Review Summary: A welcome return for a visionary0 of 2 thought this review was well written
Ever since his rehabilitation, Trent Reznor had been working like a madman. The results are something of a mixed bag. With Teeth was a decent and rather straightforward comeback. Its followup Year Zero was strange and different but interesting. Both Ghosts and Trent's movie soundtrack efforts were generally commendable, but they are quite a departure from old school NIN. The Slip to me was very disappointing, a formulaic NIN-lite album that felt lazy and uninspired. At this point, coupled with Trent's previous announcement that NIN would be shelved for while, I was about ready to give up on NIN.
And then comes Hesitation Marks. Immediately it became clear that this album came from a place of inspiration rather than for the sake of putting an album out there. It is also clear that NIN is trying to explore new grounds. From tracks such as "Find My Way" (Now my path has gone astray / I'm just trying to find my way) and "Disappointed" (What did you expect? / So disappointed with what you get) we know further Trent himself does not know what he expects to find, so how could we expect and demand something of him?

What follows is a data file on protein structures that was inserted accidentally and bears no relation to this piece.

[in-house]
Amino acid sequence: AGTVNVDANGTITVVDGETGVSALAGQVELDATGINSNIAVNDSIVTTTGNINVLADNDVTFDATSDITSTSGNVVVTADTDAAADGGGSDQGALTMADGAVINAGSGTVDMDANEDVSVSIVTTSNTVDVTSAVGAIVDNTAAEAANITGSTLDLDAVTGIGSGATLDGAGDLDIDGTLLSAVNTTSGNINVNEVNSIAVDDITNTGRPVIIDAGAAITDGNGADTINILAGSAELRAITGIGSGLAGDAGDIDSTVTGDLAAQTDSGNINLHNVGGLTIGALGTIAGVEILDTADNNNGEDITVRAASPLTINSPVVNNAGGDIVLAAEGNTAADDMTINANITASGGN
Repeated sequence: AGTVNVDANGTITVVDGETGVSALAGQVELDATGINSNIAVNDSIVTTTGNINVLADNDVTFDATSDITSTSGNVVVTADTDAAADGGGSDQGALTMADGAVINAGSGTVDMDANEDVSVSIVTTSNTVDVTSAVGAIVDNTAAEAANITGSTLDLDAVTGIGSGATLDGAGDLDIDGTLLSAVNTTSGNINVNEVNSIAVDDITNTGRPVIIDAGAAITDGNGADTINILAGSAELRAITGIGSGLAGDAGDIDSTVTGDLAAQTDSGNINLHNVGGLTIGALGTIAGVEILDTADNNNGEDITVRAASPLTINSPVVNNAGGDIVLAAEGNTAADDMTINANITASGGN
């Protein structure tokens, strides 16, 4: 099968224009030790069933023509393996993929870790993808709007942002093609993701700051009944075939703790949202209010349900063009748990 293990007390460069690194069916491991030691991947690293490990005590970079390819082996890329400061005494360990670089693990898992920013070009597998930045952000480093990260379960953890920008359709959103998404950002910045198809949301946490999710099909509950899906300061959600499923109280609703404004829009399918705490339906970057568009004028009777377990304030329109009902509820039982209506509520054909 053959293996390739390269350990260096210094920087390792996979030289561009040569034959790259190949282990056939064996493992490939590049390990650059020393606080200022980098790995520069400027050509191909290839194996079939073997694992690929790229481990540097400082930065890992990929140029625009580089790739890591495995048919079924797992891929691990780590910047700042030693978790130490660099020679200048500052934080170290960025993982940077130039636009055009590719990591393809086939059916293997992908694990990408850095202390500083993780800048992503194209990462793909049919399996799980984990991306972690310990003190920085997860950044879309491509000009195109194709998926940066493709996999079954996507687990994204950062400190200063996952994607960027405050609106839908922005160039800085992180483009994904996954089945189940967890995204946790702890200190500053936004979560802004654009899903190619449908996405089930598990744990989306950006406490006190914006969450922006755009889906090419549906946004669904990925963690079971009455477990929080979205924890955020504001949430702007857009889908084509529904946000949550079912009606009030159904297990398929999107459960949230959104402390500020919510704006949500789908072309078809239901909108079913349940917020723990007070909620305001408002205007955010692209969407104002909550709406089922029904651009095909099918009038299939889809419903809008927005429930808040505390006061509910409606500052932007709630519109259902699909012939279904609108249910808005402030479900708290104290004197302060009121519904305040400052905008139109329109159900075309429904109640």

There are definitely new elements to Trent's work, making use of unusual and intriguing beats as the ones in "Disappointed" and "Running". Trent has also done away with the lengthy instrumental, atmospheric tracks that were present in his other works. It seems that after Ghosts and his soundtrack work Trent decides that we've had enough of these for a while. That's not to say that Hesitation Marks lack such moments entirely. The familiar, sweetly chromatic passage makes a return at the end of "All Time Low" and a jazzier take can be found in "While I'm Still Here" and "Black Noise".
And yet Hesitation Marks feels instantly and distinctively familiar. It sounds like and is immediately recognisable as NIN, and no track feels like it would be completely out of place had they been in one of NIN's old albums. Trent remarks on this directly in "Copy of A" (Everything I say has come before... Always trying to catch up with myself). In fact this seems to be the major theme of the album: NIN is exploring change but realises that in the end it's all the same. It is a self-conscious album, but it doesn't care: it will go where it pleases without regard to how the rest of us will feel about it.
After several listens I found that although the first half of the album was engaging, the second half was somewhat less so, with the exception of the unconventional "In Two". Two tracks remain the highlight of the album for me: the cheeky and catchy second single "Copy of A" and "All Time Low", a funky and intriguing track that is amongst the best NIN has ever released.
Hesitation Marks marks a major return for a rock music colossus. It feels as if Trent has gathered all his previous experiences and distilled it down to "essence of Nine Inch Nails", producing something that is at the same time familiar and experimental. The production quality is simply stellar, as can be expected from people of Trent Reznor and Atticus Ross's calibre. If it were not for the somewhat lackluster second half, Hesitation Marks could be regarded as one of NIN's best works. As it is, it remains an excellent addition to an impressive catalog from one of rock music's most distinctive acts.